We Like Big Broccoli and We Cannot Lie

by FoodCorps Service Member Susie Burton

This blog post also appears on the FoodCorps Friday feature on Georgia Organics’ Daily Dirt

Avid readers of FoodCorps Friday on the Daily Dirt might remember that in September, the FoodCorps Georgia team visited Level Grove Elementary in Habersham County to teach a lesson and help second grade students plant in their garden (and if you don’t remember, don’t worry, because I just told you).

After months of careful waterings, gentle tucking-ins under ground cover, and hopeful watching, the broccoli planted by Mrs. Laura Traudt’s second grade class flourished into big, beautiful crowns.

A few weeks ago, the second graders harvested their hard work, plucking florets from the stem and carrying them inside to cook.  Practicing knowledge of fractions and kitchen skills, they made greek yogurt broccoli salad and lemon zesty broccoli with pasta (two recipes from Level Grove’s taste test repertoire).

Everyone tasted both recipes–after a year and a half of school wide taste tests, we at Level Grove know the benefits of a “try things” attitude–and wrote a persuasive paragraph about why their preferred recipe is the superior recipe.

This experience from seedling to plate has me thinking about the reciprocity between the broccoli, the students, and the service member.  The students grow the broccoli by watering, weeding, and watching.  The broccoli grows the students by offering experiential learning opportunities and expanding their palates for healthy foods.  The service member grows the students by facilitating those opportunities and creating a safe, inclusive learning environment.  The students grow the service member–my students grow me–with constant reminders of small and essential truths.

Small and essential truths like the privilege of watching a plant grow from a slight seedling to a hearty harvest–and to know that one’s own hand had a part to play in that growth–is one of the purest and most reassuring joys of life.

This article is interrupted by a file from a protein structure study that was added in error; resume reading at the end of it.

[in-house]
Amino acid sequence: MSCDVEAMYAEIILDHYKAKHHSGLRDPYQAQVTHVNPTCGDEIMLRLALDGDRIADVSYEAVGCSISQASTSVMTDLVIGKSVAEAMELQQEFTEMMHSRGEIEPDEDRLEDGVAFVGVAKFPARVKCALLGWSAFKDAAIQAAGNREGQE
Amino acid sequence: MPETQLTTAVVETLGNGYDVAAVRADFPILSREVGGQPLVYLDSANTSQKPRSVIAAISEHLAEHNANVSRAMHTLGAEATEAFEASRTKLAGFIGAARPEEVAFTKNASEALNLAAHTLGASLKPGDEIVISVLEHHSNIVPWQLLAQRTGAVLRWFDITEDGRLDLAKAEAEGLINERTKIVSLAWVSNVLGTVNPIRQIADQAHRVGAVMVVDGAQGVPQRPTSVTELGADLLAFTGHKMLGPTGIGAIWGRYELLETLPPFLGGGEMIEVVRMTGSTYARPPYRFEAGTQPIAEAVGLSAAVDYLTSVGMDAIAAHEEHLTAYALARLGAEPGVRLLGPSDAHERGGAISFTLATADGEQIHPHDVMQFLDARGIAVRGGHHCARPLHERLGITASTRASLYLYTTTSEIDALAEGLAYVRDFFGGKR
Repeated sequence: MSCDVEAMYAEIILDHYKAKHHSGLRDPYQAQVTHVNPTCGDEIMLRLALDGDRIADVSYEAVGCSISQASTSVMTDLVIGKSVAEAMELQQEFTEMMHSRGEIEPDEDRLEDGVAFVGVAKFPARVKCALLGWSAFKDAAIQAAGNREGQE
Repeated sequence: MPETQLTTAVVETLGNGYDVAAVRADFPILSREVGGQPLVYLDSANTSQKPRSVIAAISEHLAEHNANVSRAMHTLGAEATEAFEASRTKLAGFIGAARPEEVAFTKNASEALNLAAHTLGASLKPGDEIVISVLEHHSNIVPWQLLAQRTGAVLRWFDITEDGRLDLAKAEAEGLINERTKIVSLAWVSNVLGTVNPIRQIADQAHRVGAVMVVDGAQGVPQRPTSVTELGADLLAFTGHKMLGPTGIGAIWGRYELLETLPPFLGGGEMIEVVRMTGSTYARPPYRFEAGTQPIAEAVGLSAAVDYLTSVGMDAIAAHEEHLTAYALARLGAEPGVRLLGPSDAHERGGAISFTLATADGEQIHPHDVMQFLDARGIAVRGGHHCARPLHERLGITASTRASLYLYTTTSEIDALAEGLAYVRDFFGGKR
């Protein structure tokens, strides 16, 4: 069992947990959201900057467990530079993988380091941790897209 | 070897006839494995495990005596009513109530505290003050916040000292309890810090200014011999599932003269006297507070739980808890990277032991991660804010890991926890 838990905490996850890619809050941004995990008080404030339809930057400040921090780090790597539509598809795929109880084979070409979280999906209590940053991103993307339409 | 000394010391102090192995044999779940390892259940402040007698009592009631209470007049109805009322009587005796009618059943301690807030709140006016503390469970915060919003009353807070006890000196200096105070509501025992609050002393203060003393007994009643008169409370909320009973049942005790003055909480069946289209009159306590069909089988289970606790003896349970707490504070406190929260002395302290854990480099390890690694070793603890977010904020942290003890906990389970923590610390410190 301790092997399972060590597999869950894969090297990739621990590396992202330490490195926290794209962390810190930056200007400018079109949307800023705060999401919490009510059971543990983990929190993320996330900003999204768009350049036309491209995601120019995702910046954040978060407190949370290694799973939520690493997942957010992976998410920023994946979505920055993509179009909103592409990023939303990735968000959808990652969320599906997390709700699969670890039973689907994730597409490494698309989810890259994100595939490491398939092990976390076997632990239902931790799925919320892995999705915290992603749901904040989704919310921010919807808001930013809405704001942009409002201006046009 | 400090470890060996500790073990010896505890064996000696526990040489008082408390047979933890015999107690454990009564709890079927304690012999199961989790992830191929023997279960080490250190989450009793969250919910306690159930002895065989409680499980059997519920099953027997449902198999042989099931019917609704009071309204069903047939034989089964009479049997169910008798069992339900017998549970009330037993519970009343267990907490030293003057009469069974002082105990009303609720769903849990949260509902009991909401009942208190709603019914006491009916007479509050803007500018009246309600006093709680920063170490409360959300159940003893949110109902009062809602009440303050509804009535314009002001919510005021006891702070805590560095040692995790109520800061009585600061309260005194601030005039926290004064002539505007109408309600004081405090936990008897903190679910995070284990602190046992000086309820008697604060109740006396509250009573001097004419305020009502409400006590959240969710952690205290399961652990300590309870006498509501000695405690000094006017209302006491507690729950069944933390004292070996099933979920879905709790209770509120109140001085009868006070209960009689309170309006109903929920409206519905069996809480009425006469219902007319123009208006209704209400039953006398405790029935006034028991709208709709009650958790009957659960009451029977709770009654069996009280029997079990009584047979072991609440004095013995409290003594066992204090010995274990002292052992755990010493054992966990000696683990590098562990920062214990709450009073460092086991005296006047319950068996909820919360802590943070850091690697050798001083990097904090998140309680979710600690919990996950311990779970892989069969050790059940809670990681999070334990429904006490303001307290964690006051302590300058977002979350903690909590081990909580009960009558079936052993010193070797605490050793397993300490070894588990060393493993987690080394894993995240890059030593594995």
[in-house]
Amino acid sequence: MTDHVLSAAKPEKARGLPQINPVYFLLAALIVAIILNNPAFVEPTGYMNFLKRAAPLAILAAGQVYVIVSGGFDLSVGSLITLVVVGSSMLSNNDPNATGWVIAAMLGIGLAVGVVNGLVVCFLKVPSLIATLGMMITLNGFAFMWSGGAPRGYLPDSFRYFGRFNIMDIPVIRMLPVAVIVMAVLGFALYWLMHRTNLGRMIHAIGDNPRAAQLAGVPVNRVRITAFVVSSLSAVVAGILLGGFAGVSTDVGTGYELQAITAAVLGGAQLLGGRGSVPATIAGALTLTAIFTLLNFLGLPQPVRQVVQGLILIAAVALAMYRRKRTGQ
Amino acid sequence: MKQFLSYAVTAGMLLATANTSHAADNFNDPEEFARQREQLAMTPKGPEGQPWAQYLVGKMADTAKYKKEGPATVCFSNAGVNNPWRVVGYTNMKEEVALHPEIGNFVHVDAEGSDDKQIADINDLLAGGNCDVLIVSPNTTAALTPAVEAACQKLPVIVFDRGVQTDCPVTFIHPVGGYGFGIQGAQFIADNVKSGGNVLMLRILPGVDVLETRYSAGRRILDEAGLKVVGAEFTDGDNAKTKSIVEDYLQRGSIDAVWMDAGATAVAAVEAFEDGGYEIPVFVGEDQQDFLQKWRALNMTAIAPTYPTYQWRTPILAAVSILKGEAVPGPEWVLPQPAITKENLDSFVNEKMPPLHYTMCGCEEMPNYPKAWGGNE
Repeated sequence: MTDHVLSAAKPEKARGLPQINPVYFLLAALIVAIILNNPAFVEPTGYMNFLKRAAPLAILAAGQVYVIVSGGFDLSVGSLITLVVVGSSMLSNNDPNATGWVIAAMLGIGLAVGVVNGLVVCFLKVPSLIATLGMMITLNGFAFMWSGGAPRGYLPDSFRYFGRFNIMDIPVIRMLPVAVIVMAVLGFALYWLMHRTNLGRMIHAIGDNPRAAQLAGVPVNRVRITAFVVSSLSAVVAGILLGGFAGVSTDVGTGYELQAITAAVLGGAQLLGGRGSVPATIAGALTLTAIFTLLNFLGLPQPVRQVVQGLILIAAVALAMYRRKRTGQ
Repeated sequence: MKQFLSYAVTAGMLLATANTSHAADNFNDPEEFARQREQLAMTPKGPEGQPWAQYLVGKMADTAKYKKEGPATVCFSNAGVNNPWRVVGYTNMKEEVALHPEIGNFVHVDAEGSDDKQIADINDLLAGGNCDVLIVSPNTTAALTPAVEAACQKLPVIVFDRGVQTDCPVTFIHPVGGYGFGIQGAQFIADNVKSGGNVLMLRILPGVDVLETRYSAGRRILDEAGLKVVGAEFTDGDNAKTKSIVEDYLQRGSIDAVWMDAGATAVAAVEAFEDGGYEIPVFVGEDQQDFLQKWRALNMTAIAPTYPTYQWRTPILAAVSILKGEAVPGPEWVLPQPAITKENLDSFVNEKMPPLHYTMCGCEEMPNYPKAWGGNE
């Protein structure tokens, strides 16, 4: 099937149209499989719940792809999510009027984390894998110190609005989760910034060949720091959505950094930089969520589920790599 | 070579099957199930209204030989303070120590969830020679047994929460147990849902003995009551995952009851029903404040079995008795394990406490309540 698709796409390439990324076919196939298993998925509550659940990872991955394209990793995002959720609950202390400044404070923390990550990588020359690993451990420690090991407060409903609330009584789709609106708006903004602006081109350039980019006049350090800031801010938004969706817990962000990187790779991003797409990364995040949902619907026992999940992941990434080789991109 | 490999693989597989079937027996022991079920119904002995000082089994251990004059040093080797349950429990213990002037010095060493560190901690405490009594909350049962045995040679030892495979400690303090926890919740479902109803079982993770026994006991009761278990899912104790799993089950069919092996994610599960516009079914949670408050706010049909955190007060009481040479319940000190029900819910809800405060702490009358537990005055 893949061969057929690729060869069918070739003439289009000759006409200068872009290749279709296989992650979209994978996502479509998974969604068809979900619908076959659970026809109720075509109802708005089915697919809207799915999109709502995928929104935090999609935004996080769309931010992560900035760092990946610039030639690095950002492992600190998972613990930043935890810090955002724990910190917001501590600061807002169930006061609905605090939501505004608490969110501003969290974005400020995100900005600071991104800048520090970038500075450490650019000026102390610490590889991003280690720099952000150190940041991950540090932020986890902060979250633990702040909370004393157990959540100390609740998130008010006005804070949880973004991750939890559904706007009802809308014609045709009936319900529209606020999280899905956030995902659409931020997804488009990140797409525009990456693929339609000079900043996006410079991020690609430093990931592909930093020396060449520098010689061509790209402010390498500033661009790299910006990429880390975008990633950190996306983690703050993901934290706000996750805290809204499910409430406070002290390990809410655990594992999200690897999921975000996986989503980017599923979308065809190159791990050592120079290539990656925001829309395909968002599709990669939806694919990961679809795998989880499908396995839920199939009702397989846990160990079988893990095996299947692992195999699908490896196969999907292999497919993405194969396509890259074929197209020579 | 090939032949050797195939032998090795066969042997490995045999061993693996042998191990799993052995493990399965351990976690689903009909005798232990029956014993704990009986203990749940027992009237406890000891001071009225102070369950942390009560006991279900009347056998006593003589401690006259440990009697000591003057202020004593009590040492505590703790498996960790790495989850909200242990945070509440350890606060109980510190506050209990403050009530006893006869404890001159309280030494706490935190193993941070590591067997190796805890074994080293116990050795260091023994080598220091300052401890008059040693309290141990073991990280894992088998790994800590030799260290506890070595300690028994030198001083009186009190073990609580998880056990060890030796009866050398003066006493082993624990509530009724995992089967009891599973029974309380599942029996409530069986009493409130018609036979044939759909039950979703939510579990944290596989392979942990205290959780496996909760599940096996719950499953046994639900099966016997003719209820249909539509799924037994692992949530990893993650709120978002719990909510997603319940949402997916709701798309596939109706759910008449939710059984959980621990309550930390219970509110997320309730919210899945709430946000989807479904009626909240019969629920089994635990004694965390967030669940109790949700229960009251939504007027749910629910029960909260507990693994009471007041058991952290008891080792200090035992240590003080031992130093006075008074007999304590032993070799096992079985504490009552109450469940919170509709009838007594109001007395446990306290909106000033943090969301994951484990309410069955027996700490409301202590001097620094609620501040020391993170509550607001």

Small and essential truths like that of our ultimate vulnerability–our ultimate dependence on minuscule molecular processes and the tender loving care of other creatures.

Small and essential truths like how that ultimate vulnerability makes relationships of reciprocity–like those between the broccoli, the students, and myself–the great happiness and the great purpose of service.  I’m grateful to FoodCorps, Georgia Organics, the Food Bank of Northeast Georgia, my teachers and my students for the opportunity to live in that happiness and that purpose every day.

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September sunshine welcomed our broccoli seedlings to the garden

 

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Chilly temperatures over winter break were no match for Level Grove’s farm to school dream team and our love of big broccoli

 

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Everyone say, “Broccoli!”

 

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As always, farm to school lessons help us practice cooperation and sharing, whether we’re sharing our harvest or cutting board real estate

 

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Lots of little hands make light work

 

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Closing our eyes to practice experiencing new flavors

 

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It’s a hit…

 

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… with some of us. But we know it’s okay not to like something, as long as we do our best to be adventurous eaters

Insect Fun!

By: FoodCorps Service Member Katie Sanders

Today at South Jackson Elementary we were lucky to have a visit from Allison Johnson with the UGA Entomology Department Insect Zoo. Ms. Allison visited with our 4th grade class and stayed during our special time with a mix of students from grades 3rd-5th. Although our students are familiar with garden insects that provide pollination benefits, they had not had much exposure to predatory insects and their benefits in a garden setting.

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Ms. Allison was excellent at capturing our student’s attention.

Ms. Allison led a discussion on the differences between camouflage and mimicry in insects and let the students hold a stick bug with its leaf like appendages. She even taught about what makes something an insect or not. Bug friends in the insect zoo included a tailless whip scorpion and a Madagascar hissing cockroach among others.

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The students were able to get creative and draw anatomically correct insects after observing them.

After playing with the bug friends, we discussed with the students about the opportunities to use insects as a food source. Ms. Allison shared with our students that 1 tsp of ground cricket “flour” has an equivalent amount of protein to two ribeye steaks! The students were even able to try out some cricket salsa that had the cricket flour stirred into it. After class we could hear the students talking all the way down the hallway about how they had eaten “REAL crickets!!”

 

Quick and dirty lessons

by FoodCorps Service Member Susie Burton

Garden-based lessons can be difficult to plan and execute.  You’ve got to balance the content that needs to be covered, what’s growing in the garden at the time of your lesson, and the unique classroom management requirements of a school garden.

Garden-based lessons can also be really stinkin’ easy.